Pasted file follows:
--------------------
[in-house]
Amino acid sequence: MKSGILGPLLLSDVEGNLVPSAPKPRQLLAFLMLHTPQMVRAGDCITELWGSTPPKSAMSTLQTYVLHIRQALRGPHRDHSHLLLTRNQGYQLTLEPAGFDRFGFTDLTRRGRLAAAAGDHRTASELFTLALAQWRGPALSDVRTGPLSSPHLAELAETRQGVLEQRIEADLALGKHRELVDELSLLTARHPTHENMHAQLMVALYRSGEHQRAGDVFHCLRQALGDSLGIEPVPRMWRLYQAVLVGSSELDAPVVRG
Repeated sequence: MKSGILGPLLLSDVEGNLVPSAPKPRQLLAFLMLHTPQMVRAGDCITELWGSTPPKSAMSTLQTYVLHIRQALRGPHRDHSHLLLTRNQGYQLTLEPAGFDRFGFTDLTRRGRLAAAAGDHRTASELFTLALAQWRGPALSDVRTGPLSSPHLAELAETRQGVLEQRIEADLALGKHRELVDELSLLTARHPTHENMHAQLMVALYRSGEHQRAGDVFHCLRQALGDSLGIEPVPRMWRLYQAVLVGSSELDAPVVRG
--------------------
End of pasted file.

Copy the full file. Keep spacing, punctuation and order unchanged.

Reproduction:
[in-house]
Amino acid sequence: MKSGILGPLLLSDVEGNLVPSAPKPRQLLAFLMLHTPQMVRAGDCITELWGSTPPKSAMSTLQTYVLHIRQALRGPHRDHSHLLLTRNQGYQLTLEPAGFDRFGFTDLTRRGRLAAAAGDHRTASELFTLALAQWRGPALSDVRTGPLSSPHLAELAETRQGVLEQRIEADLALGKHRELVDELSLLTARHPTHENMHAQLMVALYRSGEHQRAGDVFHCLRQALGDSLGIEPVPRMWRLYQAVLVGSSELDAPVVRG
Repeated sequence: MKSGILGPLLLSDVEGNLVPSAPKPRQLLAFLMLHTPQMVRAGDCITELWGSTPPKSAMSTLQTYVLHIRQALRGPHRDHSHLLLTRNQGYQLTLEPAGFDRFGFTDLTRRGRLAAAAGDHRTASELFTLALAQWRGPALSDVRTGPLSSPHLAELAETRQGVLEQRIEADLALGKHRELVDELSLLTARHPTHENMHAQLMVALYRSGEHQRAGDVFHCLRQALGDSLGIEPVPRMWRLYQAVLVGSSELDAPVVRG